There’s a new comedy festival in town: the Pacific Crest Comedy Fest (PCCF). And if you’re like me, you’re wondering, “What the hell is a Pacific Crest?” And also, what’s this fest about?

“We named it after the Pacific Crest Trail,” says Kirsten Kuppenbender, one of the festival’s organizers. “You may have read the book Wild? Inspired by my life?” Wild was written by another local, Cheryl Strayed, but Kuppenbender is a comedian (a founding member of Lez Stand-Up) so she gives a lot of joke answers at the PCCF meeting I’ve attended to interview the festival’s trio of organizers. The other two are Siren Theater owner Shelley McLendon and former Bridgetown organizer Randi Wigginton.

“I don’t think we got into it that far,” McLendon says, about the festival name.

“We got a little bit of a pun rhyme in there and that was that,” Kuppenbender agrees.

Getting into it, the US Department of Agriculture Forest Service says the PCT “runs along the high crests of the Sierra and Cascades mountain ranges.” So “Pacific Crest” is a term for the highest parts of the West Coast mountain ranges. That’s actually a great metaphor for a fest which seems to feature every local stand-up comedy show that I like, my favorite comedians who moved away, and a nice assortment of promising up-and-comers.

McLendon diplomatically steers away from my best of Portland label, saying, “There are lots of things we weren’t able to include that are also the best of Portland.”

“It’s a sampler platter.” Wigginton says.

“It’s a taster,” McLendon agrees. This seems as good a time as any to mention that the Siren Theater just added Hot Pockets to their menu.

PCCF will be wholly contained at The Siren, with shows happening in both their main hall and the theater’s upstairs loft. The Siren’s loft used to be Kickstand Comedy, before they moved to their NW Broadway location, so although the Siren has been home to festivals like Sketchfest, this will be the first time they’ve been able to use both stages for programming.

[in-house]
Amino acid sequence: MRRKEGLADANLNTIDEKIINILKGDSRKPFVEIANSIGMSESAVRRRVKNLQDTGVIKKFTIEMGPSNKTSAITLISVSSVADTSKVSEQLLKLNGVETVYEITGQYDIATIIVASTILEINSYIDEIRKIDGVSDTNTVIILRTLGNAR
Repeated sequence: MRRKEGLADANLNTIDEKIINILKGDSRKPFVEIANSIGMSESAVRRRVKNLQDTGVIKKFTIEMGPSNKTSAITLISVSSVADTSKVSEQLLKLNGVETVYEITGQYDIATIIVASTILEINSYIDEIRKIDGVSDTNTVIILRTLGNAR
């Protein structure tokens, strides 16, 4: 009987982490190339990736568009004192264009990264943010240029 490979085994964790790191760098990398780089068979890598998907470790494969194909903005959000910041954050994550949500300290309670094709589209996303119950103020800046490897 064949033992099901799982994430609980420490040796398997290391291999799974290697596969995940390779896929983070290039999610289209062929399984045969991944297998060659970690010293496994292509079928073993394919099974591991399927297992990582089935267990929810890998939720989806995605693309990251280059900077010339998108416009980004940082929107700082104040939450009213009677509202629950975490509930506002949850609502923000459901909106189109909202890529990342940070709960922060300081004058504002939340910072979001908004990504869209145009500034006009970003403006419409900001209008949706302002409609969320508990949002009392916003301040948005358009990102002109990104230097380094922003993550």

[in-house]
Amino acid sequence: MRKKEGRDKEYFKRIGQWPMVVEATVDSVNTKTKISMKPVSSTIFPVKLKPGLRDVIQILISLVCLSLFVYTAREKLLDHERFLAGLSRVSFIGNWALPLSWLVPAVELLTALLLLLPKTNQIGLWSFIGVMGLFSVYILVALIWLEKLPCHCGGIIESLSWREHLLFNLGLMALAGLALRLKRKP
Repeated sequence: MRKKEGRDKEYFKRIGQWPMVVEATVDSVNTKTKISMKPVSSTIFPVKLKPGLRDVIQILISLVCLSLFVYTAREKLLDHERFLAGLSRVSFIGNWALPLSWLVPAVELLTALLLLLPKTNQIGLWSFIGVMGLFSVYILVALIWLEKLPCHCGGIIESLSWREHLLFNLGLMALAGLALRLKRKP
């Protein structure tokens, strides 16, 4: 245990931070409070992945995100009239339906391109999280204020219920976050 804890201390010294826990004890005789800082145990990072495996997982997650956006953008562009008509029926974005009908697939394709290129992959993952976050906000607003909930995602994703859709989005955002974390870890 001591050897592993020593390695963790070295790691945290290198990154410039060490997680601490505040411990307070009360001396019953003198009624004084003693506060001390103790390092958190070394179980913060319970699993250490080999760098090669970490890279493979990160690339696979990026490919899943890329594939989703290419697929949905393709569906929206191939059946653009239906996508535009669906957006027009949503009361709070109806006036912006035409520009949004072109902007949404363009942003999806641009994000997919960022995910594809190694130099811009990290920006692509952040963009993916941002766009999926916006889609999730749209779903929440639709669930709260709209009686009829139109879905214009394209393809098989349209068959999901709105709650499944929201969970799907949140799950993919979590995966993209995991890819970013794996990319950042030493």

If you’re one of the festival’s weekend passholders, segueing between shows should be easy. “Passholders can go wherever the fuck they want.” Kuppenbender says. “And even if you aren’t a passholder, you can still go to one show and then decide to go to a different show. You’d just have to buy a ticket.” McLendon adds that the passes don’t include admission to the Girls Gone Mild brunch show (Sun Nov 10, 11 am) because that show comes with waffles.

It’s definitely tempting to hop around between shows at the PCCF because the line-up is bonkers quality: For instance, Caitlin Weierhauser and Amy Miller are reprising their Uncle Cait & Aunt Amy Holiday Show (Sat Nov 9, 8 pm) as a road show. That means they’re touring up from LA, but I bet if you brought antiques, they’d give appraising a shot. And as I mentioned before, all my favorite local shows are part of the festival’s programming: Rants Off/Dance Off (Sat Nov 9, 10 pm), Minority Retort (Fri Nov 8, 8 pm), Earthquake Hurricane (Thurs Nov 7, 7 pm), and the Mercury’s I, Anonymous Show (Sat Nov 9, 6 pm)—hosted by Kate Murphy with guests Weierhauser, Bri Pruett, and Steven Wilber. Weierhauser and Pruett both used to be I, Anon hosts so that one should be pretty spicy!

Although many are hailing PCCF as “the successor to Bridgetown” (oops, I think that was us), especially due to Wigginton’s involvement (she’s also helped organize High Plains Comedy Fest and LA Riot Comedy Fest), the team disagrees.

“We’ve gotten that question a few times,” McLendon says. “‘Are you trying to replace Bridgetown?’ But how could we? Nor do we want to. We hope they come back. The things we’re trying to do with PCCF are in part inspired by the caliber of Bridgetown. There’s so much talent in Portland. And people want to see it, so why not do this?”